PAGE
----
A recession is a cycle when the economy slows down for a period of months, with less production and other activities leading to job losses, diminished business profits, a decline in the housing market, and a drop in the stock market. Recessions can be caused by a pandemic, a sudden drop in essential supplies, the bursting of an economic bubble, or another kind of national or global financial crisis.
Typically, governments respond by lowering interest rates (good for getting credit and paying off loans, not so good for investors), broadening unemployment and other benefits, and applying other measures to keep money flowing and bringing the economy back into balance.
The people most clearly and immediately affected by a recession are those who have their work hours cut back or lose their jobs entirely. Apart from the significant personal repercussions, someone whose income has gone down is going to be spending less on goods and services and thus contributing to the snowball effect of reducing economic activity overall.
Even if unemployment isn’t an issue for you, we’re all affected by a recession in one way or another. Retirement accounts invested in the stock market lose value, even if temporarily, and homes can drop in value because potential buyers are reluctant to spend top dollar if not pulling back entirely. Not really surprisingly, one of the most enduring effects of a recession may be emotional, with anxiety and depression lasting for years after economic recovery.
Adding to the pressure of the current pandemic, most of us who are able to have to stay at home with limited access to banks, stores and the other places we’re used to going. In many cases, those establishments aren’t open at all. Fortunately, there’s home delivery of food and other items and it’s easy to send money online with your debit or credit card or directly from your bank account.
While we weather this storm together, here’s some good to know information about recessions:
What Determines A Recession?
Generally, a recession has been recognized as two consecutive quarters of economic decline as reflected by the GDP (gross domestic product), a monetary measure of the market value of all goods and services produced in a specific time period. The National Bureau of Economic Research, a nonprofit organization that determines the starting and ending dates of recessions, defines a recession as a significant decline in economic activity spread across the economy, lasting more than a few months, and normally recognizable in real GDP, real income, employment, industrial production, and wholesale-retail sales.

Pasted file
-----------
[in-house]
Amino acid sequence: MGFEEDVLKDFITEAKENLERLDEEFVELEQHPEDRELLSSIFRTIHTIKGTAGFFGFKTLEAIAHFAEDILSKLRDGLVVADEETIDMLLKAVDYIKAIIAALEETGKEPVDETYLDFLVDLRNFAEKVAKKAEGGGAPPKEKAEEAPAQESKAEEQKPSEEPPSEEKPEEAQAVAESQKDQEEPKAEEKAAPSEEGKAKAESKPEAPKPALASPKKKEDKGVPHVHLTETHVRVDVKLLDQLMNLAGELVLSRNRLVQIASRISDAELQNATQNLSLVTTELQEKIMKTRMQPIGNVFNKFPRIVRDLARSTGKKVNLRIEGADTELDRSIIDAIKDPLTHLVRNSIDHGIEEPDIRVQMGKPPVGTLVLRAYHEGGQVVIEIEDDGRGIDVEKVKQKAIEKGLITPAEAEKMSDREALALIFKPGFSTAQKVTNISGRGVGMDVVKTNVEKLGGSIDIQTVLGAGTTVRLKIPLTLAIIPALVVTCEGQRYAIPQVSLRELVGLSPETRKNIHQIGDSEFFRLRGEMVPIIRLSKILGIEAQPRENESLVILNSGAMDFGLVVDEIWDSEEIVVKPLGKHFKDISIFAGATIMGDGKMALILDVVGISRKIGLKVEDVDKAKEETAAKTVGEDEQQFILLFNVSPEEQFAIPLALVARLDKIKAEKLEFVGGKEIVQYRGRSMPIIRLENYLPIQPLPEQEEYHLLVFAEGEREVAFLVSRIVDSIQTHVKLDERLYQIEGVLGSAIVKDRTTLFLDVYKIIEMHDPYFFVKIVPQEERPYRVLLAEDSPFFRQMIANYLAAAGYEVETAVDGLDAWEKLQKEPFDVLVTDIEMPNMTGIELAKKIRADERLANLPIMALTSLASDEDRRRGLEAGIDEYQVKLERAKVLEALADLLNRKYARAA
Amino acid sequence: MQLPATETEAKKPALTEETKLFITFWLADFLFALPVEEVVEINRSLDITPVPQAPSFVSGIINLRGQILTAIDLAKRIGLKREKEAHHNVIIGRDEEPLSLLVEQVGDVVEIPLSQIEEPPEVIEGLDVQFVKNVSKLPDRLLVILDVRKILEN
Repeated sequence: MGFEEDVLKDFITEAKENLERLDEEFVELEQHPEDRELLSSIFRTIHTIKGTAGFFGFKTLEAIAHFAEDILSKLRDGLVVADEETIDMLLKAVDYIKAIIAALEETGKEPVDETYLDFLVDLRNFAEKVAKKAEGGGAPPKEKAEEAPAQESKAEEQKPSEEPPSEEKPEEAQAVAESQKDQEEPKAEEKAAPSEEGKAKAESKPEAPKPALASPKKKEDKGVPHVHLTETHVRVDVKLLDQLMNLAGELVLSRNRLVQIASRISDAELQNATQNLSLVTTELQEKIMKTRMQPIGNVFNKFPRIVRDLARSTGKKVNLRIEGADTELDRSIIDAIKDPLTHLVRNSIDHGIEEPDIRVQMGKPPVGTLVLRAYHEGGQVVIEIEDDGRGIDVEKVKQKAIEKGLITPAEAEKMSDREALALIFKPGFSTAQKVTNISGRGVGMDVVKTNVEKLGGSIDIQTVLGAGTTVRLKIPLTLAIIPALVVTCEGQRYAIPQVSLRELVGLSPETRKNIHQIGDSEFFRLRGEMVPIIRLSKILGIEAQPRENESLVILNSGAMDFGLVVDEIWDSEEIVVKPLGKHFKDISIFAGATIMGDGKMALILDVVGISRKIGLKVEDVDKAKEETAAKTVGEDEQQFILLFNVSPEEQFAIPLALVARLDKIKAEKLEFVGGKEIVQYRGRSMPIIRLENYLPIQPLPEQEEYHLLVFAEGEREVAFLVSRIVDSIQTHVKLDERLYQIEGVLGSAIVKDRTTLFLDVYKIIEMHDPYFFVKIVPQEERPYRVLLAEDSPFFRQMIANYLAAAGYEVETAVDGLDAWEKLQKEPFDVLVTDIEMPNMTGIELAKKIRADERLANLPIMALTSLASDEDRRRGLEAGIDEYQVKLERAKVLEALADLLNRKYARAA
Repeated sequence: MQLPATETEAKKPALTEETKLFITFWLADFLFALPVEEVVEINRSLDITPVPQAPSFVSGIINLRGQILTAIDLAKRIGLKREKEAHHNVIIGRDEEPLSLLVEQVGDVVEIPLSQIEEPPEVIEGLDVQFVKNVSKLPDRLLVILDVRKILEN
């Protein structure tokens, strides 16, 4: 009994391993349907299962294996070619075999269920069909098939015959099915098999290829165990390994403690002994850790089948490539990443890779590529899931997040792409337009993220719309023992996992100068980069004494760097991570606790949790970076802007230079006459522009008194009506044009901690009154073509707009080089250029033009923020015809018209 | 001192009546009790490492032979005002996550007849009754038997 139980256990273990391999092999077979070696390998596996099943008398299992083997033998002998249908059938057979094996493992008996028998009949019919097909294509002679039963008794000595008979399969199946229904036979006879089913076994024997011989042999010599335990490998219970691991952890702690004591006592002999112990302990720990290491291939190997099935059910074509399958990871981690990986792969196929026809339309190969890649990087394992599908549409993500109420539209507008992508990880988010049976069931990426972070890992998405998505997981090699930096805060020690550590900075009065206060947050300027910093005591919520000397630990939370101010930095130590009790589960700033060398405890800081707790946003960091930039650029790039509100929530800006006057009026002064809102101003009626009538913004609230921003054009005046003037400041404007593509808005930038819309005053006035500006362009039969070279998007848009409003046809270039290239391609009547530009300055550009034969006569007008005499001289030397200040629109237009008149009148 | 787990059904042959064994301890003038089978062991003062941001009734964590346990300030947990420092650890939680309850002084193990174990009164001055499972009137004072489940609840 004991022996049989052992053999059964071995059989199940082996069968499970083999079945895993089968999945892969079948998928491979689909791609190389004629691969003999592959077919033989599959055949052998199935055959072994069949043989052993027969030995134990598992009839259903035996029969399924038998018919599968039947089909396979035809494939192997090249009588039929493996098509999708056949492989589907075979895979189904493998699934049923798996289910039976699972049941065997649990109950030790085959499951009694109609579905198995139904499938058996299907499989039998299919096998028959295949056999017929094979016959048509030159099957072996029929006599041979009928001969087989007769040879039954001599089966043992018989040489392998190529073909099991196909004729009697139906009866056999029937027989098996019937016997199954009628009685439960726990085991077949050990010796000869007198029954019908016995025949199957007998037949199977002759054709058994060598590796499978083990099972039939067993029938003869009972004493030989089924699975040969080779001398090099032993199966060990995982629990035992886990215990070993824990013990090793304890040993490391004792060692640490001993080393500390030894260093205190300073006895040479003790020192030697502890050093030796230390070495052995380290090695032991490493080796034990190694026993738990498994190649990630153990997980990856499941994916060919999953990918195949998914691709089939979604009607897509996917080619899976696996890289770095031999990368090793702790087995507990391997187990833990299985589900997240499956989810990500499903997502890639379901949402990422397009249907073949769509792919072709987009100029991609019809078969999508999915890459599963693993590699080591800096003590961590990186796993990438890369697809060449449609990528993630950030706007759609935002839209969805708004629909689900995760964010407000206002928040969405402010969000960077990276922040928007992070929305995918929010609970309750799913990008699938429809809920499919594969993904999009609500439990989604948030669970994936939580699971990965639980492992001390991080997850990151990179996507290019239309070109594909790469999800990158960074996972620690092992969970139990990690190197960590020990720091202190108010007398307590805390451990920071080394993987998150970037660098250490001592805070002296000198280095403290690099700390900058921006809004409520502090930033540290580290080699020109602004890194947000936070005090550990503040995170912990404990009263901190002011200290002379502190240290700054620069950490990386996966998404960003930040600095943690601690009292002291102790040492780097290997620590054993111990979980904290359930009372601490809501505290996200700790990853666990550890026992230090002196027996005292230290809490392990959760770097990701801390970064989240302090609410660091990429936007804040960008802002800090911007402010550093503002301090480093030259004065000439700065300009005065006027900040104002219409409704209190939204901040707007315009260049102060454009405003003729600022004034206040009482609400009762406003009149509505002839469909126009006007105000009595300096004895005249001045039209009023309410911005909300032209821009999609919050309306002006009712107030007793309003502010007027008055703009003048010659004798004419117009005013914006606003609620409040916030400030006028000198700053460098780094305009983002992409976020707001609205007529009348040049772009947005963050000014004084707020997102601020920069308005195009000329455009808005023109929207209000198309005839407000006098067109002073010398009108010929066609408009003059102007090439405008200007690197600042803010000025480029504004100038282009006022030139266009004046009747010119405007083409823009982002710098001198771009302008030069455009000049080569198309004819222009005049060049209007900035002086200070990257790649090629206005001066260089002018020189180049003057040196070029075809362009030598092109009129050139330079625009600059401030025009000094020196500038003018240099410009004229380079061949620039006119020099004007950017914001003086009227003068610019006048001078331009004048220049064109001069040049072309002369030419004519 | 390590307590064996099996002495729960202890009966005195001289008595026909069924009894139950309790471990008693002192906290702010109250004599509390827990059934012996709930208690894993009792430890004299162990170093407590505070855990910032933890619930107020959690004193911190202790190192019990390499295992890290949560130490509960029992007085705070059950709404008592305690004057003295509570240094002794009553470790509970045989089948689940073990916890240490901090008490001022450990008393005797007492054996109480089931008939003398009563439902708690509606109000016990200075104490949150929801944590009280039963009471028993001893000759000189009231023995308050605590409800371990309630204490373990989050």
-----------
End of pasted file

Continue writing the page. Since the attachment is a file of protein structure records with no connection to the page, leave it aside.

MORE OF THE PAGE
Why Do Recessions Happen?
For several hundred years since the Industrial Revolution, the long-term trend has been toward economic growth. In fact, the U.S. economy has been experiencing an economic expansion for over ten years since the end of the Great Recession in June of 2009. Recessions are normal downturns in that trend and part of the overall business cycle. Apart from obvious crisis situations, there are a number of theories as to why recessions occur, based variously on economic, financial and psychological factors.
What’s The Difference Between A Recession And A Depression?
A recession is a relatively short term contraction of a business cycle, while a depression is more severe and can last for years. The Great Depression lasted over three and a half years from the stock market crash in August of 1929 through March of 1933 and echoed throughout the country until World War II. A generation of Americans and others across the globe were deeply affected by it.
How Long Do Recessions Usually Last?
Economists count 33 recessions in the United States since 1854, with the worst being the Great Recession caused by the collapse of the real estate market that lasted eighteen months, from December 2007 to June 2009. The other ten recessions since the post-war slump in 1949 have lasted six to sixteen months, with an average of about ten months.
What Is The Outlook?
The International Monetary Fund expects a worldwide recession in the wake of the coronavirus pandemic, but predicts a recovery in 2021. IMF Managing Director Kristalina Georgieva cited the “extraordinary fiscal actions already taken by many countries to boost health systems and protect affected companies and workers”, and steps taken by central banks to ease monetary policy. “The economic impact is and will be severe,” she said, “but the faster the virus stops, the quicker and stronger the recovery will be.”
These are not pleasant times, but knowing the what and why of recessions can help us understand how our economy has survived them before and will again.
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